If you live in Pennsylvania, the Voter Choice Act has been introduced by Senator Fuller to the Pennsylvania Senate as State Bill 21. This will help level the playing field. If you want to see some real change call your representative and have him or her not just sign on as a co-sponsor, but make sure it gets out of committee. That would be a great start. Remember this, if any one of our representatives are afraid to compete in the arena of ideas, and look to keep people from the ballot, I can assure you they are not looking out for your best interest but looking out for theirs, and I believe that to be a fact.

Very often the Libertarian viewpoint that a ‘limited government is the best government’ is confused with smaller government. Not always the case. What we seek is government to have less of a role in our lives, not more. Once again, most often a smaller government does just the opposite. Centralizing power in the hands of a few is not the answer, so in my opinion I would not reduce the size of Pennsylvania’s legislature, I would increase it. Recently I had the opportunity to attend some town hall meetings in New Hampshire and observed a different type of governance. Did you know the New Hampshire House of Representatives is the third-largest parliamentary body in the English speaking world? Only the U.S. Congress and Britain’s Parliament are larger. Bet you didn’t know that. Do you know the second largest state legislature in the nation? You got it, Pennsylvania. So what are the differences and how can this have an effect on that corruption in politics we all talk about?

First off New Hampshire’s legislature is part time. Pennsylvania is full time. Each New Hampshire legislator represents about 3,300 residents. This is an important fact and I will touch on it in a moment. And now the salary, $100.00 per year. For New Hampshire legislators that is, didn’t want you to confuse it with Pennsylvania’s average of $78,314.00, making it the costliest legislature per capita in the United States. I wonder if that sum has figured in the perks, per diems, and special privileges that our legislators expect? Forgot to add in the politicians’ mantra, “We are running to serve the public and represent our communities and constituents.” Really?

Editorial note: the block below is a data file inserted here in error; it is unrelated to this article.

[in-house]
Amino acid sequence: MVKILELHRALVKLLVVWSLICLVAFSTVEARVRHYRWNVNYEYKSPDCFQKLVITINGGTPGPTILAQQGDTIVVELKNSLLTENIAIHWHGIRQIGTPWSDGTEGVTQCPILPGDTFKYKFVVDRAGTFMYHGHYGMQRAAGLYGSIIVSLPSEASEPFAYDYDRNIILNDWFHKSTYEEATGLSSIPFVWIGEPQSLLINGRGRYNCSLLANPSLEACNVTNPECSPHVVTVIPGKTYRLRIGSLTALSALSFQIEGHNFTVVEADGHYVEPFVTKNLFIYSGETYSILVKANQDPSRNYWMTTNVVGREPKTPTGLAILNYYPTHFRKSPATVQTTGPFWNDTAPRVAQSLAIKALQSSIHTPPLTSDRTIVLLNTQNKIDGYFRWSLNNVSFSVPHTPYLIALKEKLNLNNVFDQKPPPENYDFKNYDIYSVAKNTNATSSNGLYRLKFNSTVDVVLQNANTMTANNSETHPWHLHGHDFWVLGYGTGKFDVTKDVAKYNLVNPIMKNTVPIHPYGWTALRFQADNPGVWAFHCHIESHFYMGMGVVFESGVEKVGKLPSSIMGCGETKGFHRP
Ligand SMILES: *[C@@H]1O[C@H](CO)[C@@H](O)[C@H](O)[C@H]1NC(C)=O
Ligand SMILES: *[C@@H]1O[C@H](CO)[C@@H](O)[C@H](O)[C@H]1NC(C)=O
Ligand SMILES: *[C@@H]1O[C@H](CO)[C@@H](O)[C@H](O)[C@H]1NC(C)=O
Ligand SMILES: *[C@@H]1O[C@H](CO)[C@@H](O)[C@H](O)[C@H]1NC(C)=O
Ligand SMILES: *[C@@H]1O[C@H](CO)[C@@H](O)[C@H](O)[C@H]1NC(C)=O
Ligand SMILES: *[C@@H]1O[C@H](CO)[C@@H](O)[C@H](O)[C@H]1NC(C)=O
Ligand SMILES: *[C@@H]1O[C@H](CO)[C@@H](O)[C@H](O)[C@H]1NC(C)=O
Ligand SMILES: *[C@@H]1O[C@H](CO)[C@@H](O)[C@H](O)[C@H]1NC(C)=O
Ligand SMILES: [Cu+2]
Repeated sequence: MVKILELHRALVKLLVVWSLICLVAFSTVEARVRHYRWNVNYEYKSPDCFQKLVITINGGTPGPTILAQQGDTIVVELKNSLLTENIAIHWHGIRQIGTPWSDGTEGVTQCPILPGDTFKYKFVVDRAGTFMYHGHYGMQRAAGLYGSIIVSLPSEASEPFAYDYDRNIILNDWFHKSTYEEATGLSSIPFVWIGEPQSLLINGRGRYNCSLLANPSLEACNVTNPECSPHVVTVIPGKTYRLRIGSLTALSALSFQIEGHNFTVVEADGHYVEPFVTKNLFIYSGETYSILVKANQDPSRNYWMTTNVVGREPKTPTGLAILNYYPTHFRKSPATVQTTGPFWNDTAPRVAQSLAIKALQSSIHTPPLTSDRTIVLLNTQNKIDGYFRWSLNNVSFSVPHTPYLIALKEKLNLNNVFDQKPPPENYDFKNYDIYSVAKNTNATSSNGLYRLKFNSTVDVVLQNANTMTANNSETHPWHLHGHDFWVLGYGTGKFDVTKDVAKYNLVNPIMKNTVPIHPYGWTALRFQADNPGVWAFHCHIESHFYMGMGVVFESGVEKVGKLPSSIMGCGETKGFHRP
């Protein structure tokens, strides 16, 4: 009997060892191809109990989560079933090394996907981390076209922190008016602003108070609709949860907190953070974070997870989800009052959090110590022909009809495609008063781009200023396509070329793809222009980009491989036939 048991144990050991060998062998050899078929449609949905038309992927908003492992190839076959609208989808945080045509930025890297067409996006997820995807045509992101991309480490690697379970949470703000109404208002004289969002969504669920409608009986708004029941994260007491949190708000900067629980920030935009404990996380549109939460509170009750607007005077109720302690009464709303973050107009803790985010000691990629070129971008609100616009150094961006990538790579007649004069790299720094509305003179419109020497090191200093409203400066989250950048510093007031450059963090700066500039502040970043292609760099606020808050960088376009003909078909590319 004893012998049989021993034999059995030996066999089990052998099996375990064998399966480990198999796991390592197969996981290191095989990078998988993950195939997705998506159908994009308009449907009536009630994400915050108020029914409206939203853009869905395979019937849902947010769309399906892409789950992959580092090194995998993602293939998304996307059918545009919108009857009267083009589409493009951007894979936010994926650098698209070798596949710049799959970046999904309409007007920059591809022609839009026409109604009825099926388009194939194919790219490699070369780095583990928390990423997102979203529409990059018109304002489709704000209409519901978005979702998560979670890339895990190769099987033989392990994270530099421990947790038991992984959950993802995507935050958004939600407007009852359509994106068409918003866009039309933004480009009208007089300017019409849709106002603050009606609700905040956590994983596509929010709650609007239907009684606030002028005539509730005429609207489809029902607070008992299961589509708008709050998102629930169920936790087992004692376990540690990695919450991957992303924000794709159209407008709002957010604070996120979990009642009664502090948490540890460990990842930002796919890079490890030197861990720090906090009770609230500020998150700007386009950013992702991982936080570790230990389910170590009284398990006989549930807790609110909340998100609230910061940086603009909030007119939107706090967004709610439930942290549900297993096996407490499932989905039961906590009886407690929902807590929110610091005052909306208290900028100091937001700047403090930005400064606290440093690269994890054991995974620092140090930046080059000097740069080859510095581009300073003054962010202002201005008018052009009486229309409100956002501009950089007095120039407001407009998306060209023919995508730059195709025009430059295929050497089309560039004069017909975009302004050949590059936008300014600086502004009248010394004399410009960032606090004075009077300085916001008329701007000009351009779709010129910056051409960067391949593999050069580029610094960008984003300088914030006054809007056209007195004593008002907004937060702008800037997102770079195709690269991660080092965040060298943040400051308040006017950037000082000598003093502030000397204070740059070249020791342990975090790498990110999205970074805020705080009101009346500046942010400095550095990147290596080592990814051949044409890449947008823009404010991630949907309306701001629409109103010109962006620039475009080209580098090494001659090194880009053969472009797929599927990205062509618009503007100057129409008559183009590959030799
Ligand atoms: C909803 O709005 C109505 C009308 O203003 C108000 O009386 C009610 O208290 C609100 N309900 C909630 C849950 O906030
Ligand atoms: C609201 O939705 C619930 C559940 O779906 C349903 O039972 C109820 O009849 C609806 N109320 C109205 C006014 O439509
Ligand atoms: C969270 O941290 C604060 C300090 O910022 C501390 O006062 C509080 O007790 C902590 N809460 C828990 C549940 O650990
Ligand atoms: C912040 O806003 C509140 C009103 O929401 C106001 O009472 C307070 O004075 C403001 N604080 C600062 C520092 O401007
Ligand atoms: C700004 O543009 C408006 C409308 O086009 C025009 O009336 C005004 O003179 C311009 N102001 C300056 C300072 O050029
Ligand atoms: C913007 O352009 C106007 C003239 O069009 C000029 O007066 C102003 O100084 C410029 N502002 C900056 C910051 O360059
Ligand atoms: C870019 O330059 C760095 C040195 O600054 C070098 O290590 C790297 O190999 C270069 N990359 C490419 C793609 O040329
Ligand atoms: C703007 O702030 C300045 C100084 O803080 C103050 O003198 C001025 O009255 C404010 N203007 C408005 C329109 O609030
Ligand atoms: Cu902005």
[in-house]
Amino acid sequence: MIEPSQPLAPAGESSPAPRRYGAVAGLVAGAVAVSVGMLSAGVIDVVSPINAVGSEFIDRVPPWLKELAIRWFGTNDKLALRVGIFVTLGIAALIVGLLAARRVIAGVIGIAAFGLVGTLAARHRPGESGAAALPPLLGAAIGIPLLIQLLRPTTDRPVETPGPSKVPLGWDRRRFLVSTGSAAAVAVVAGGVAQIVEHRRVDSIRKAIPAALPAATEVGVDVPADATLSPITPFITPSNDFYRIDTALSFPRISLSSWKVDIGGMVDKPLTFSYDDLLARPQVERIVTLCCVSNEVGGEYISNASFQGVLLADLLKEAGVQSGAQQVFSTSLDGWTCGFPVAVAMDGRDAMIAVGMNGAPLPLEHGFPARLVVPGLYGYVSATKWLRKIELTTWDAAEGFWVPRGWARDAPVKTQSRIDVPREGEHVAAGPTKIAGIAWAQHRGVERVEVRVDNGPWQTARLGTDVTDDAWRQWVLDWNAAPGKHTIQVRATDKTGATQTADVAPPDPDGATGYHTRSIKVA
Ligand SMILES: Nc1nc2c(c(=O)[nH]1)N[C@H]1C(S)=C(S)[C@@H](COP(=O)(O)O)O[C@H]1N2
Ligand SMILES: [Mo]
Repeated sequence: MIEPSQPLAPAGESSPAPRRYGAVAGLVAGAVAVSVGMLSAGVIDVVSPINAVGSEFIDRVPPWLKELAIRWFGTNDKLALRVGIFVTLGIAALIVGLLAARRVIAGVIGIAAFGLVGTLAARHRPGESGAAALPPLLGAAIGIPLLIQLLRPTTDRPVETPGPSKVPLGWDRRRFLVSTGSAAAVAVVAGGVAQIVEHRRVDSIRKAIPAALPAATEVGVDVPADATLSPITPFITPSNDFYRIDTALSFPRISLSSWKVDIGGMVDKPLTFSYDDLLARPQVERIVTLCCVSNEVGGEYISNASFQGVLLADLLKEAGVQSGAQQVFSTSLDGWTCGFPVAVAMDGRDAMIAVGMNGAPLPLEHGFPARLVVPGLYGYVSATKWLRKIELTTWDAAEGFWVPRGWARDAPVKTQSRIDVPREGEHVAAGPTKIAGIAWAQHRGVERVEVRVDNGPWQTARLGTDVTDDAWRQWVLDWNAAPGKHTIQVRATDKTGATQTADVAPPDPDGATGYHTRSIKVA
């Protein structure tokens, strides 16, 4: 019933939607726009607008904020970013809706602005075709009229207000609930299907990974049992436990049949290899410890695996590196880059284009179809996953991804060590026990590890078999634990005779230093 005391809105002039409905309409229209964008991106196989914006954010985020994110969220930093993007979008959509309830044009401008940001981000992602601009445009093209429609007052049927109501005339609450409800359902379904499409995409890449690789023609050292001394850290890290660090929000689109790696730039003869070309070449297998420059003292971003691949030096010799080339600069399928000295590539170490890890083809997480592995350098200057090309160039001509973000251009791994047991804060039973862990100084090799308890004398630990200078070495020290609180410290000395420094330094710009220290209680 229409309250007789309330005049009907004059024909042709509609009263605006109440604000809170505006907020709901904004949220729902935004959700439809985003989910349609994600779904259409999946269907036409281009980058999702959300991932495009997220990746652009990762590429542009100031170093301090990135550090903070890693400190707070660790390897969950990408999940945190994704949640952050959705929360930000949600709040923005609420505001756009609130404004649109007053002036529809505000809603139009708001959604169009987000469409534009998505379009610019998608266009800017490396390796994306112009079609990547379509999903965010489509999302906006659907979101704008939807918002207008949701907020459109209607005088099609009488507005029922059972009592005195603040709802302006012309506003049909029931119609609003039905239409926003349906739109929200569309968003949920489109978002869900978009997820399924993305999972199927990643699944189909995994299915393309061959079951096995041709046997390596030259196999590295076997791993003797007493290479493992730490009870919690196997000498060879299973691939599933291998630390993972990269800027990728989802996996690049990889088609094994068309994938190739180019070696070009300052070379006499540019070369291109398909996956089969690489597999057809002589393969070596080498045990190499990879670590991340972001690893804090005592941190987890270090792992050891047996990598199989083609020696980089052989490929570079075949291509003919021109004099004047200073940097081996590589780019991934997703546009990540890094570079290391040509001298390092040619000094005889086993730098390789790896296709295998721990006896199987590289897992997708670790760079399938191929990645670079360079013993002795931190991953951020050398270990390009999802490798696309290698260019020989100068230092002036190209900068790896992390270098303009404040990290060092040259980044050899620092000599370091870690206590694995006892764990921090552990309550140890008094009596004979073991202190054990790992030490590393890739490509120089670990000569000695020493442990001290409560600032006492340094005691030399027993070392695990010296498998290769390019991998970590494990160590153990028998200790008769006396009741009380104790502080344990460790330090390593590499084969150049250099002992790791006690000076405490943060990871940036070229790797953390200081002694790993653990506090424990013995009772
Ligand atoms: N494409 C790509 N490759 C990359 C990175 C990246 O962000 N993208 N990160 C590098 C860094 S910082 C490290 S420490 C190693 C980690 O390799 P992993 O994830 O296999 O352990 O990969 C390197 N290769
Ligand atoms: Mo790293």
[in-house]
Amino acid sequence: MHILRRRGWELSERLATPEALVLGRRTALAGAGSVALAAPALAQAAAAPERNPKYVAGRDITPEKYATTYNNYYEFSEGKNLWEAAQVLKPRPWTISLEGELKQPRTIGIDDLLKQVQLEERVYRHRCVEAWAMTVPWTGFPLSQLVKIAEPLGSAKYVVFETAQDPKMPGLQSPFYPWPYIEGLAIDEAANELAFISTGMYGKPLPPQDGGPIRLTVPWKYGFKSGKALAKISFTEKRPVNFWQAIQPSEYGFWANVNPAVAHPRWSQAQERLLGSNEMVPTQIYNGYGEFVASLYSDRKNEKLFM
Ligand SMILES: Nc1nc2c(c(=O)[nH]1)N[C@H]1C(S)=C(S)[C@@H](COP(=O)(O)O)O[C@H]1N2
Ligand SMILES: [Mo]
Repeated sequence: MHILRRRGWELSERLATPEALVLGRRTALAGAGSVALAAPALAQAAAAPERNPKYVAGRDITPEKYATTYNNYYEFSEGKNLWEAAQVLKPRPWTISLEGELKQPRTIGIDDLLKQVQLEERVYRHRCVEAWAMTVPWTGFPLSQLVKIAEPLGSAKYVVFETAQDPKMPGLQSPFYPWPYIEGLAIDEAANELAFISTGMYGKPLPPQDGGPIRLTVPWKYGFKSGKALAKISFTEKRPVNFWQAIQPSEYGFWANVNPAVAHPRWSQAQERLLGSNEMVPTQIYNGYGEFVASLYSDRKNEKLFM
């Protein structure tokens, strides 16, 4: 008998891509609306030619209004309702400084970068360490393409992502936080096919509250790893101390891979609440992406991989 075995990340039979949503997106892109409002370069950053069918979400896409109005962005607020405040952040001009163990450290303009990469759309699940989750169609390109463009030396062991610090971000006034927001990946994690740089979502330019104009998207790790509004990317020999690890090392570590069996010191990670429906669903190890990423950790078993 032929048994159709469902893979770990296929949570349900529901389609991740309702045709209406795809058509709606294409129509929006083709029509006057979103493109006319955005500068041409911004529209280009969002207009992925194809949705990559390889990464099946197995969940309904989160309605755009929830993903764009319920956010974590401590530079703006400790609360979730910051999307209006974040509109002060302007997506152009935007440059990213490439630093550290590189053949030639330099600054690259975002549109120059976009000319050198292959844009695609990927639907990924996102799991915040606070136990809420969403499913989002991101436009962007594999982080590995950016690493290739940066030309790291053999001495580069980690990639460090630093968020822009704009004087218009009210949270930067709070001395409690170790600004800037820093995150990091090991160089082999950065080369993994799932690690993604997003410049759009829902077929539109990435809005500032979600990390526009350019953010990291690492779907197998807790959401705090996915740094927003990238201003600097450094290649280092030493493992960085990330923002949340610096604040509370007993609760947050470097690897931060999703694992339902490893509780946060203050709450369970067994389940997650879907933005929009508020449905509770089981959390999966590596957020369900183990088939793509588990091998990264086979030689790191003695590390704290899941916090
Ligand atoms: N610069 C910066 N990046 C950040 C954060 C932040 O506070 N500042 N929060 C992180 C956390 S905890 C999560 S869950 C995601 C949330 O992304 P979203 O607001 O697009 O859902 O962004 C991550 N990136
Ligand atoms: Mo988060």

So if I had a magic wand, what would I do? Certainly not reduce the size of the legislature as I have heard some recently saying. Nope, not me. I would double it, salary would be $100.00 dollars, and it would be part time. I know, but one could dream, yes? But if that dream was for real and we as a people demanded it, what would that accomplish? For one, it would truly reduce the influence money had in elections. Remember that 3,300 figure. Just imagine if one could actually walk door to door to all your constituents. Just imagine if the voters actually knew the state legislator they were voting for, and not make a decision based on a 30 second sound bite. Grassroots campaigns would be much more productive, greatly reducing the money needed to run effective campaigns, which would in turn reduce the corruption we have in politics today.

If you want good government, then reduce the influence politicians have over us. Remember, the bigger government gets the more favors it can grant. When it is cheaper for corporations to legislate their competition out of business rather than building the better mousetrap, we all suffer—individually and as a nation. The answer for better government is the same as in the private sector. Competition! Competition! Competition!

You can sign a petition to help Independents get on the ballot this November and Register to Vote at our offices located at 253 South Main, Wilkes-Barre. Stop in and say hello.

  • Louis R. Jasikoff
  • Lou is the founder and producer of the WBIG family of publications. He's been active in politics most of his adult life, and is passionate in building the Wilkes-Barre/Scranton Independent Gazette into an independent press organization that is respected for its independent journalism, educating the public on stories and issues often not discussed in today's biased and controlled media.

Related Posts

No Comments Yet.

leave a comment